[6] Dana Mattioli, ‘More Men Make Harassment Claims’, The Wall Street Journal (online, 23rd March 2010) <https://www.wsj.com/articles/SB10001424052748704117304575137881438719028>.

[7] Dana Mattioli, ‘More Men Make Harassment Claims’, The Wall Street Journal (online, 23rd March 2010) <https://www.wsj.com/articles/SB10001424052748704117304575137881438719028>.

[8] Dana Mattioli, ‘More Men Make Harassment Claims’, The Wall Street Journal (online, 23rd March 2010) <https://www.wsj.com/articles/SB10001424052748704117304575137881438719028>.

[9] Dana Mattioli, ‘More Men Make Harassment Claims’, The Wall Street Journal (online, 23rd March 2010) <https://www.wsj.com/articles/SB10001424052748704117304575137881438719028>.

[10] Dana Mattioli, ‘More Men Make Harassment Claims’, The Wall Street Journal (online, 23rd March 2010) <https://www.wsj.com/articles/SB10001424052748704117304575137881438719028>.

[11] Nicola Martin, ‘Working from home? Your workplace policies still apply’, McCabe Curwood (Web Page) <https://mccabecurwood.com.au/working-from-home-workplace-policies-covid19/>.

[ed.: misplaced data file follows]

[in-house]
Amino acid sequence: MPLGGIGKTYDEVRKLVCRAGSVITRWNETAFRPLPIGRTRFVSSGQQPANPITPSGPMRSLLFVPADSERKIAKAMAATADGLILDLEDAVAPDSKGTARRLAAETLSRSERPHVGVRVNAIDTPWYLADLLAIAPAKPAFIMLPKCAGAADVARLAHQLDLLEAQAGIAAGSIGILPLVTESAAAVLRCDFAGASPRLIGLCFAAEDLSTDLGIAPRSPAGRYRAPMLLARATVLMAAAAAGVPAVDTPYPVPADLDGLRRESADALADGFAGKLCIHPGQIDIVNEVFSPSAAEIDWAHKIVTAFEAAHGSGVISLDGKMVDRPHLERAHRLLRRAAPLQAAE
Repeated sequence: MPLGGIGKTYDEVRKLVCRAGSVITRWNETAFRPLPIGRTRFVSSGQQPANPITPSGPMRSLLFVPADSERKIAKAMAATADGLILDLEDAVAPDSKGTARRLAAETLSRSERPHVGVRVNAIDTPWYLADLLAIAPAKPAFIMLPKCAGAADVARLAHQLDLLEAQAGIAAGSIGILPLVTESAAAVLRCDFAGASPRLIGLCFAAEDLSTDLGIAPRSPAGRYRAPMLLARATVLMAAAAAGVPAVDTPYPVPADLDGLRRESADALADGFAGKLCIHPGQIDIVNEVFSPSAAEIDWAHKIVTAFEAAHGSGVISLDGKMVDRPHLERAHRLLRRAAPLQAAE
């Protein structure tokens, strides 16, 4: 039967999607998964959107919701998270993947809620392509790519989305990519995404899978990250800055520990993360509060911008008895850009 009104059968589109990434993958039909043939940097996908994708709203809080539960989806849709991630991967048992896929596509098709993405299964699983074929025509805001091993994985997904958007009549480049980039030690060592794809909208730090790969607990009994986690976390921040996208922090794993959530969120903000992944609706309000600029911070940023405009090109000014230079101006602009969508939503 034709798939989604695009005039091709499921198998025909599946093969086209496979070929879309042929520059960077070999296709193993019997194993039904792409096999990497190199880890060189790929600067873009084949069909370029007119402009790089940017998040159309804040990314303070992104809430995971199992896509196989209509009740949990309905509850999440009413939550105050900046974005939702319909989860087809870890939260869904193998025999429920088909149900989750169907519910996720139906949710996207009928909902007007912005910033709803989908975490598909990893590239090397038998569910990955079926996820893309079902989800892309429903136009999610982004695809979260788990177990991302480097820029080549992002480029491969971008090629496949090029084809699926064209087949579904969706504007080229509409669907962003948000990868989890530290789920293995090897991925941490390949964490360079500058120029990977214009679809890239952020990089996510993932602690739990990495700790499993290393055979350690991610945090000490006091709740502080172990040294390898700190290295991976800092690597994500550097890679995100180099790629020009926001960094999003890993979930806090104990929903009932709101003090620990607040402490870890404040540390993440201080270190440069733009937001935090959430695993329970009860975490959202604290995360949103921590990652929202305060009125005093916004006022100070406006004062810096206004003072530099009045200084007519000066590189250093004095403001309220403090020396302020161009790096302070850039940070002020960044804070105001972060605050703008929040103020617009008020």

[12] Nicola Martin, ‘Working from home? Your workplace policies still apply’, McCabe Curwood (Web Page) <https://mccabecurwood.com.au/working-from-home-workplace-policies-covid19/>.

[13] Robyn Swirling, ‘Sexual Harassment Still Happens When You Work from Home During a Pandemic’, Medium (Web Page) <https://medium.com/swlh/sexual-harassment-still-happens-when-you-work-from-home-during-a-pandemic-3bba3e230399>.

[14] Robyn Swirling, ‘Sexual Harassment Still Happens When You Work from Home During a Pandemic’, Medium (Web Page) <https://medium.com/swlh/sexual-harassment-still-happens-when-you-work-from-home-during-a-pandemic-3bba3e230399>.